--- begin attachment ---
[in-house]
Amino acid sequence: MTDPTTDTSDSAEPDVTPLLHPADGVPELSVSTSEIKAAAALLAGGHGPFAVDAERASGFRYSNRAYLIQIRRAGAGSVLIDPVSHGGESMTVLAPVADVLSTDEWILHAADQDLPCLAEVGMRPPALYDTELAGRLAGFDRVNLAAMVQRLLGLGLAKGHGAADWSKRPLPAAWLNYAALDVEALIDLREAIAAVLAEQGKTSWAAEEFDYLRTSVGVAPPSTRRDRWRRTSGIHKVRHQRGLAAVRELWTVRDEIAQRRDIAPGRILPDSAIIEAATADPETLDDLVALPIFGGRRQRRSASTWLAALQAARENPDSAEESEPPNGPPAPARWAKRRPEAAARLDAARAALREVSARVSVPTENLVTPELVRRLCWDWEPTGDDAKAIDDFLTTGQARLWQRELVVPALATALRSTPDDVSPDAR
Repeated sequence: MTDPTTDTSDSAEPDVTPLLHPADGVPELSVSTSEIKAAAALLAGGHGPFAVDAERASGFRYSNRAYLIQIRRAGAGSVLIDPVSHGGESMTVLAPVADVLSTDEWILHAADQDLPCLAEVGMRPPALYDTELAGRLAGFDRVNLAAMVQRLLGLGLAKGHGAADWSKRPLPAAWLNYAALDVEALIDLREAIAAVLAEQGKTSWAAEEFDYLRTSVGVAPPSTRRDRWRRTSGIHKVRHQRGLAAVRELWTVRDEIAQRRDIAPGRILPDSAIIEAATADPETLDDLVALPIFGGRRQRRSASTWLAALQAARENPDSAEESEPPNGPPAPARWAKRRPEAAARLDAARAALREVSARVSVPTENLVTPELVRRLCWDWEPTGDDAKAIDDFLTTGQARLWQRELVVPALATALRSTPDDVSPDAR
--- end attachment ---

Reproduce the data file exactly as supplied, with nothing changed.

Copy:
[in-house]
Amino acid sequence: MTDPTTDTSDSAEPDVTPLLHPADGVPELSVSTSEIKAAAALLAGGHGPFAVDAERASGFRYSNRAYLIQIRRAGAGSVLIDPVSHGGESMTVLAPVADVLSTDEWILHAADQDLPCLAEVGMRPPALYDTELAGRLAGFDRVNLAAMVQRLLGLGLAKGHGAADWSKRPLPAAWLNYAALDVEALIDLREAIAAVLAEQGKTSWAAEEFDYLRTSVGVAPPSTRRDRWRRTSGIHKVRHQRGLAAVRELWTVRDEIAQRRDIAPGRILPDSAIIEAATADPETLDDLVALPIFGGRRQRRSASTWLAALQAARENPDSAEESEPPNGPPAPARWAKRRPEAAARLDAARAALREVSARVSVPTENLVTPELVRRLCWDWEPTGDDAKAIDDFLTTGQARLWQRELVVPALATALRSTPDDVSPDAR
Repeated sequence: MTDPTTDTSDSAEPDVTPLLHPADGVPELSVSTSEIKAAAALLAGGHGPFAVDAERASGFRYSNRAYLIQIRRAGAGSVLIDPVSHGGESMTVLAPVADVLSTDEWILHAADQDLPCLAEVGMRPPALYDTELAGRLAGFDRVNLAAMVQRLLGLGLAKGHGAADWSKRPLPAAWLNYAALDVEALIDLREAIAAVLAEQGKTSWAAEEFDYLRTSVGVAPPSTRRDRWRRTSGIHKVRHQRGLAAVRELWTVRDEIAQRRDIAPGRILPDSAIIEAATADPETLDDLVALPIFGGRRQRRSASTWLAALQAARENPDSAEESEPPNGPPAPARWAKRRPEAAARLDAARAALREVSARVSVPTENLVTPELVRRLCWDWEPTGDDAKAIDDFLTTGQARLWQRELVVPALATALRSTPDDVSPDAR